An attendant at a depot in Alberta sorts containers returned by a consumer. Photo courtesy of ABCRC. [Click to enlarge image]

Operated by the Alberta Beverage Container Recycling Corporation (ABCRC), Alberta’s DRS is the largest in Canada (by volume) with an estimated 1.1 M containers registered in the system. Since 2010, the system includes all dairy containers (milk, milk substitutes, and cream). Containers can be returned to any of the 225 depots in the province licenced by the Beverage Container Management Board (BCMB) – the agency overseeing the province’s DRS. In 2021, on a unit basis, 74% of gable top cartons and 70% of aseptic cartons were returned through the system.

While the deposit amount on containers up to 1 L is 10¢, larger formats require a 25¢ deposit. This is the main reason why the number of sorts carried out by depots is above 20. Another notable difference between Alberta and B.C. is that depots in Alberta do the actual sorting work, while in B.C. consumers must sort their own containers. Of course, this is reflected in the compensation depots receive in the respective provinces.

Similar to B.C., some depots in Alberta have invested in automation. Others, such as the Saddle Ridge Bottle Depot which was visited as part of the tour, estimate that automation would only allow for a one-minute gain in efficiency (they estimate that the average customer is out in 6 minutes, vs 5 min for an automated depot).


The Recycle Everywhere program makes available collapsible Bin Bags for cottage & campground use where recycling collection isn’t as convenient or for residents who do not have access to curbside recycling collection (left). The program also makes available a Mini Bin, designed to increase beverage container recycling in Manitoba’s multi-family dwellings (right). Photo courtesy of CBCRA. [Click to enlarge image]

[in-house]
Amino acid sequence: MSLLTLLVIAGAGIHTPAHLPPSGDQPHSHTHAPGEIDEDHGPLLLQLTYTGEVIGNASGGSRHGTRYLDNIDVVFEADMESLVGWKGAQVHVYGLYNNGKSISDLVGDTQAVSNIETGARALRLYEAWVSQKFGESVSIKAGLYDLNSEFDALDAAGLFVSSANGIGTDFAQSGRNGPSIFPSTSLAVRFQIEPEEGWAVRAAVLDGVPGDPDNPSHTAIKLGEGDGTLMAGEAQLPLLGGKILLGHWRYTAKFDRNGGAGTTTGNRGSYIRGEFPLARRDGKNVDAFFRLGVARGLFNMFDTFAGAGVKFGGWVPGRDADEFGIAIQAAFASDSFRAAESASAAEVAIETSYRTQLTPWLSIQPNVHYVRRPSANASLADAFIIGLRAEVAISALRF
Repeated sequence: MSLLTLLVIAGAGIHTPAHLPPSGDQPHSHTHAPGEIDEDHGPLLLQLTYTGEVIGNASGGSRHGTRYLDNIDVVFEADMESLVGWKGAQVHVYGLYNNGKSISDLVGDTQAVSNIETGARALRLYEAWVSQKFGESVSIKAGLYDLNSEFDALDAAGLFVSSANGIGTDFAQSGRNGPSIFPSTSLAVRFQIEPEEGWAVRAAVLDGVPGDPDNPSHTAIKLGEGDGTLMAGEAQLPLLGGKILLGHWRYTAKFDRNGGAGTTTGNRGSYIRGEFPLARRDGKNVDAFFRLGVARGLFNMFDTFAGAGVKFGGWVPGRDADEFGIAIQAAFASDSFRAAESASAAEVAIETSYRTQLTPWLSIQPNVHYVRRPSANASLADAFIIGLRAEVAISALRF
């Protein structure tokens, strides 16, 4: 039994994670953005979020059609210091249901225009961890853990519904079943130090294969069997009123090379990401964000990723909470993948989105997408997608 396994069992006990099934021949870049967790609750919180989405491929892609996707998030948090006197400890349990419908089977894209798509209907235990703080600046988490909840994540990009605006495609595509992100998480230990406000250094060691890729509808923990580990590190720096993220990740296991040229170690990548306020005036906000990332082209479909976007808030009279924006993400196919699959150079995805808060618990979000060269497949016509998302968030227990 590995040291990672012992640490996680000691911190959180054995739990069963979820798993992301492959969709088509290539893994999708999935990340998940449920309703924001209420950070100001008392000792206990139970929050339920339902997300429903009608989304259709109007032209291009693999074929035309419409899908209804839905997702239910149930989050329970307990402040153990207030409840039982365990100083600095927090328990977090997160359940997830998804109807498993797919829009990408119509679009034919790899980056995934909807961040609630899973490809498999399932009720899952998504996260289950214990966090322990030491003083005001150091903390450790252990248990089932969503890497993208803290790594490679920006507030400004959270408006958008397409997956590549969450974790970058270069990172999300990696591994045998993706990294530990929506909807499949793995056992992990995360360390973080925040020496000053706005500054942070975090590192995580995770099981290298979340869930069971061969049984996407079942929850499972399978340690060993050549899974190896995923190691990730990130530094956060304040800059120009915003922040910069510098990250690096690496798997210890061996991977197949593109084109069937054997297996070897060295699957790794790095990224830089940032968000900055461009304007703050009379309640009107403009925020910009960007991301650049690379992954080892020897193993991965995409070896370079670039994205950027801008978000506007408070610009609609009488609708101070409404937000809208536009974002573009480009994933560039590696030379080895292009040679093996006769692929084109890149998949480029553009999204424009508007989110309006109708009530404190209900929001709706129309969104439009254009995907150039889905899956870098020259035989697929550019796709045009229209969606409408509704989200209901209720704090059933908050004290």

While not a deposit system, Manitoba’s Recycle Everywhere program offers a unique beverage container recovery model, with a focus on capturing those containers that are consumed out-of-home. The program is financed by a non-refundable fee (ranging from 1¢ to 3¢ depending on material type) levied on every beverage container sold in the province (except milk).

As we reported in a previous blog, more than 70,000 Recycle Everywhere bins have been placed in schools, parks, businesses, communities, municipalities, and other locations. Bins and signage are provided at no cost to these locations and the program includes a significant, province-wide education and awareness component. In part due to these efforts, the beverage container recycling rate in Manitoba grew from 42% in 2011 to 72% in 2021. The carton performance for 2021 is 73%[1].